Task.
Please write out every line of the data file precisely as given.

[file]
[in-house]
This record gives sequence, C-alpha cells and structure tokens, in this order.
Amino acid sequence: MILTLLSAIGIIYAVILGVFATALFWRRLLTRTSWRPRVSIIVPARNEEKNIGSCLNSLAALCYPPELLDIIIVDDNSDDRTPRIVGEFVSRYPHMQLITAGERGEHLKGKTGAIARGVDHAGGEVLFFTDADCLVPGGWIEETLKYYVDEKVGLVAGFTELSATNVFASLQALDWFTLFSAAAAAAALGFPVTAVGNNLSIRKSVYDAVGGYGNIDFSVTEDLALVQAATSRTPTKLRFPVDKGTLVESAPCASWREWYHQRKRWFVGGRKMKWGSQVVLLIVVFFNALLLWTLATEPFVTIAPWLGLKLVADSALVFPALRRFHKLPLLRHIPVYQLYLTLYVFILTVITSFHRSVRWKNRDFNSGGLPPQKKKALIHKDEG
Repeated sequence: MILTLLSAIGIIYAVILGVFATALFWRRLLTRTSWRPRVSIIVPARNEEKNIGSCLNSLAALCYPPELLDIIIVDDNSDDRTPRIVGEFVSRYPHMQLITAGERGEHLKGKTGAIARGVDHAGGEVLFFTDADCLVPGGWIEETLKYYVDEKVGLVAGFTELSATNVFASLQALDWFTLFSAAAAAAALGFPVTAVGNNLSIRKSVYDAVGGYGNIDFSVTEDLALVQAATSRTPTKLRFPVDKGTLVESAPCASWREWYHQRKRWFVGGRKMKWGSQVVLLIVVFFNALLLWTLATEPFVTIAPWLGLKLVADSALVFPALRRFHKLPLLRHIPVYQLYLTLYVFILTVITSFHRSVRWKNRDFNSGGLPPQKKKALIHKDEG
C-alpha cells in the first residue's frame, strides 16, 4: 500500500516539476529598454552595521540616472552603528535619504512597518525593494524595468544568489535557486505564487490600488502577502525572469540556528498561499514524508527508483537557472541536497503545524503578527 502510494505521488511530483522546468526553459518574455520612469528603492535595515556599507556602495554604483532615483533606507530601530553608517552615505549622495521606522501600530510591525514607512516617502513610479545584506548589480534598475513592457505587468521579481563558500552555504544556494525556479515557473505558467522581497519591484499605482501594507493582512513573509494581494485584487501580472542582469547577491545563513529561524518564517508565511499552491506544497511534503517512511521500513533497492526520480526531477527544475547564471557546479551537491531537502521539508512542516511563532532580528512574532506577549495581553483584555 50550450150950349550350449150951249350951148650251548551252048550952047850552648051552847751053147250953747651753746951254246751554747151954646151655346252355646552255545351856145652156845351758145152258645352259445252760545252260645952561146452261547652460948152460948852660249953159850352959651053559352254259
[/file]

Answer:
[in-house]
This record gives sequence, C-alpha cells and structure tokens, in this order.
Amino acid sequence: MILTLLSAIGIIYAVILGVFATALFWRRLLTRTSWRPRVSIIVPARNEEKNIGSCLNSLAALCYPPELLDIIIVDDNSDDRTPRIVGEFVSRYPHMQLITAGERGEHLKGKTGAIARGVDHAGGEVLFFTDADCLVPGGWIEETLKYYVDEKVGLVAGFTELSATNVFASLQALDWFTLFSAAAAAAALGFPVTAVGNNLSIRKSVYDAVGGYGNIDFSVTEDLALVQAATSRTPTKLRFPVDKGTLVESAPCASWREWYHQRKRWFVGGRKMKWGSQVVLLIVVFFNALLLWTLATEPFVTIAPWLGLKLVADSALVFPALRRFHKLPLLRHIPVYQLYLTLYVFILTVITSFHRSVRWKNRDFNSGGLPPQKKKALIHKDEG
Repeated sequence: MILTLLSAIGIIYAVILGVFATALFWRRLLTRTSWRPRVSIIVPARNEEKNIGSCLNSLAALCYPPELLDIIIVDDNSDDRTPRIVGEFVSRYPHMQLITAGERGEHLKGKTGAIARGVDHAGGEVLFFTDADCLVPGGWIEETLKYYVDEKVGLVAGFTELSATNVFASLQALDWFTLFSAAAAAAALGFPVTAVGNNLSIRKSVYDAVGGYGNIDFSVTEDLALVQAATSRTPTKLRFPVDKGTLVESAPCASWREWYHQRKRWFVGGRKMKWGSQVVLLIVVFFNALLLWTLATEPFVTIAPWLGLKLVADSALVFPALRRFHKLPLLRHIPVYQLYLTLYVFILTVITSFHRSVRWKNRDFNSGGLPPQKKKALIHKDEG
C-alpha cells in the first residue's frame, strides 16, 4: 500500500516539476529598454552595521540616472552603528535619504512597518525593494524595468544568489535557486505564487490600488502577502525572469540556528498561499514524508527508483537557472541536497503545524503578527 502510494505521488511530483522546468526553459518574455520612469528603492535595515556599507556602495554604483532615483533606507530601530553608517552615505549622495521606522501600530510591525514607512516617502513610479545584506548589480534598475513592457505587468521579481563558500552555504544556494525556479515557473505558467522581497519591484499605482501594507493582512513573509494581494485584487501580472542582469547577491545563513529561524518564517508565511499552491506544497511534503517512511521500513533497492526520480526531477527544475547564471557546479551537491531537502521539508512542516511563532532580528512574532506577549495581553483584555 50550450150950349550350449150951249350951148650251548551252048550952047850552648051552847751053147250953747651753746951254246751554747151954646151655346252355646552255545351856145652156845351758145152258645352259445252760545252260645952561146452261547652460948152460948852660249953159850352959651053559352254259